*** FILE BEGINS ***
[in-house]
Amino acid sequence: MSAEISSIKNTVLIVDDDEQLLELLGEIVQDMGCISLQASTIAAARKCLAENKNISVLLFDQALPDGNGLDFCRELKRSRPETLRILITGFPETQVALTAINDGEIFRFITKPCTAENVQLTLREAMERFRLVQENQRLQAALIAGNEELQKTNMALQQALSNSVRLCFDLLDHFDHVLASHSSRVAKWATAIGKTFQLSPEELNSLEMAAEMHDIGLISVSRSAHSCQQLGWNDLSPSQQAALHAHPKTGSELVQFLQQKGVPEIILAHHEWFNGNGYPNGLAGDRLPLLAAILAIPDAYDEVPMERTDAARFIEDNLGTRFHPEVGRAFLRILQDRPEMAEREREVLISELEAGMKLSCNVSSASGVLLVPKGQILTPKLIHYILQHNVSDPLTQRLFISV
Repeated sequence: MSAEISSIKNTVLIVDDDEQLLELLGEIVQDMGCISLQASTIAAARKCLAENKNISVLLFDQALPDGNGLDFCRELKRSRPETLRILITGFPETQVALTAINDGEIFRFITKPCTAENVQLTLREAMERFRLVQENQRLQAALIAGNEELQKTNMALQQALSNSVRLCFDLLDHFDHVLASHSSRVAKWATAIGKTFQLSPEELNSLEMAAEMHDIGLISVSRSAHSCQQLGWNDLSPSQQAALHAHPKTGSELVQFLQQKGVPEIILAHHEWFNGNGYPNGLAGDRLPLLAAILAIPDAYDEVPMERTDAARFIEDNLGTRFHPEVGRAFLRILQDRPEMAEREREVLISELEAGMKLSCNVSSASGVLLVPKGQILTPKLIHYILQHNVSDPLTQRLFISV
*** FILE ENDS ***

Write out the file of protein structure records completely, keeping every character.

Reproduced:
[in-house]
Amino acid sequence: MSAEISSIKNTVLIVDDDEQLLELLGEIVQDMGCISLQASTIAAARKCLAENKNISVLLFDQALPDGNGLDFCRELKRSRPETLRILITGFPETQVALTAINDGEIFRFITKPCTAENVQLTLREAMERFRLVQENQRLQAALIAGNEELQKTNMALQQALSNSVRLCFDLLDHFDHVLASHSSRVAKWATAIGKTFQLSPEELNSLEMAAEMHDIGLISVSRSAHSCQQLGWNDLSPSQQAALHAHPKTGSELVQFLQQKGVPEIILAHHEWFNGNGYPNGLAGDRLPLLAAILAIPDAYDEVPMERTDAARFIEDNLGTRFHPEVGRAFLRILQDRPEMAEREREVLISELEAGMKLSCNVSSASGVLLVPKGQILTPKLIHYILQHNVSDPLTQRLFISV
Repeated sequence: MSAEISSIKNTVLIVDDDEQLLELLGEIVQDMGCISLQASTIAAARKCLAENKNISVLLFDQALPDGNGLDFCRELKRSRPETLRILITGFPETQVALTAINDGEIFRFITKPCTAENVQLTLREAMERFRLVQENQRLQAALIAGNEELQKTNMALQQALSNSVRLCFDLLDHFDHVLASHSSRVAKWATAIGKTFQLSPEELNSLEMAAEMHDIGLISVSRSAHSCQQLGWNDLSPSQQAALHAHPKTGSELVQFLQQKGVPEIILAHHEWFNGNGYPNGLAGDRLPLLAAILAIPDAYDEVPMERTDAARFIEDNLGTRFHPEVGRAFLRILQDRPEMAEREREVLISELEAGMKLSCNVSSASGVLLVPKGQILTPKLIHYILQHNVSDPLTQRLFISV